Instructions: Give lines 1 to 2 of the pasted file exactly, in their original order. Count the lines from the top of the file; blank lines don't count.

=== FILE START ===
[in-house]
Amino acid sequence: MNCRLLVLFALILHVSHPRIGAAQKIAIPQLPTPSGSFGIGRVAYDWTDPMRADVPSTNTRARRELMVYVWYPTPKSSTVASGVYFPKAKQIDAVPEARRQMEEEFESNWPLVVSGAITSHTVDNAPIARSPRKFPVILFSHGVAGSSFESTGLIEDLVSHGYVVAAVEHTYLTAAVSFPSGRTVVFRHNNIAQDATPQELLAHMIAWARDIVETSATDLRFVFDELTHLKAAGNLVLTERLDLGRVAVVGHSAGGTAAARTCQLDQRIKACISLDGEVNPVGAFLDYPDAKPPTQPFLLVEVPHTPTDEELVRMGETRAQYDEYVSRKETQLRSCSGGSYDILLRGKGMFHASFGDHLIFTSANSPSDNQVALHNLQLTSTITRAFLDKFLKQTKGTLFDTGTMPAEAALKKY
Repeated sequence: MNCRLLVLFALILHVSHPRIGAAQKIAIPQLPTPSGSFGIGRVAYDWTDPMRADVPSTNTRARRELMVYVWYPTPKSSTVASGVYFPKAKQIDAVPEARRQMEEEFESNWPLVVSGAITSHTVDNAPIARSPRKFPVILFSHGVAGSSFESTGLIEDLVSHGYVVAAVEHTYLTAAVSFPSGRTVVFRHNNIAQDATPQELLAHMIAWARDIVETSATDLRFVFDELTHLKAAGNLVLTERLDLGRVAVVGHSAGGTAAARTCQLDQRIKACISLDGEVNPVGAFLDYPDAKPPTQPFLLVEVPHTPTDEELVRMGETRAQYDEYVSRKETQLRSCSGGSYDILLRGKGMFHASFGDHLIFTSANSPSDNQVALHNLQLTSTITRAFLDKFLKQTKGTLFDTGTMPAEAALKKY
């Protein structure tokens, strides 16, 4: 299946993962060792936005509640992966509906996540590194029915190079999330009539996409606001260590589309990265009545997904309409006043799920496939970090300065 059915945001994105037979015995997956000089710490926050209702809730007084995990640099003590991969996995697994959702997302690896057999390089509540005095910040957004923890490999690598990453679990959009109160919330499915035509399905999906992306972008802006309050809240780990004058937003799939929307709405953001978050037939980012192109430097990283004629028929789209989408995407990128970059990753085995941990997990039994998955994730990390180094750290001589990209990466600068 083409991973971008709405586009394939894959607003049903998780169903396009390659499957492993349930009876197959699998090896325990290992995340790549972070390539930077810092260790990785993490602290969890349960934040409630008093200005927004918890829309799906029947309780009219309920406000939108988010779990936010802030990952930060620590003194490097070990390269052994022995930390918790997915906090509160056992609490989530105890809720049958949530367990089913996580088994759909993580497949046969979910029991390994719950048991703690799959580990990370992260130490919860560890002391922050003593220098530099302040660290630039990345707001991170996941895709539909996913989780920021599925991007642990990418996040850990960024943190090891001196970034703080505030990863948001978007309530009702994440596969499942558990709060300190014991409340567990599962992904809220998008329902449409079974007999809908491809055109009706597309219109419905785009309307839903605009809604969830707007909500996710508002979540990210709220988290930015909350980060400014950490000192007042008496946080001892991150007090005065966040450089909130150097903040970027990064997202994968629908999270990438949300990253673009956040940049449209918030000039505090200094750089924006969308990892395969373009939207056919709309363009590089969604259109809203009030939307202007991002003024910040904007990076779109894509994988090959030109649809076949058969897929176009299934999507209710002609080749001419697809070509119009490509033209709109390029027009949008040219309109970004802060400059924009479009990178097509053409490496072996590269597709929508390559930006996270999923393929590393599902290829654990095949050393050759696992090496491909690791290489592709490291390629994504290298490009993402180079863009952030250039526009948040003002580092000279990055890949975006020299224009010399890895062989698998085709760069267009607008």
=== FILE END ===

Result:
[in-house]
Amino acid sequence: MNCRLLVLFALILHVSHPRIGAAQKIAIPQLPTPSGSFGIGRVAYDWTDPMRADVPSTNTRARRELMVYVWYPTPKSSTVASGVYFPKAKQIDAVPEARRQMEEEFESNWPLVVSGAITSHTVDNAPIARSPRKFPVILFSHGVAGSSFESTGLIEDLVSHGYVVAAVEHTYLTAAVSFPSGRTVVFRHNNIAQDATPQELLAHMIAWARDIVETSATDLRFVFDELTHLKAAGNLVLTERLDLGRVAVVGHSAGGTAAARTCQLDQRIKACISLDGEVNPVGAFLDYPDAKPPTQPFLLVEVPHTPTDEELVRMGETRAQYDEYVSRKETQLRSCSGGSYDILLRGKGMFHASFGDHLIFTSANSPSDNQVALHNLQLTSTITRAFLDKFLKQTKGTLFDTGTMPAEAALKKY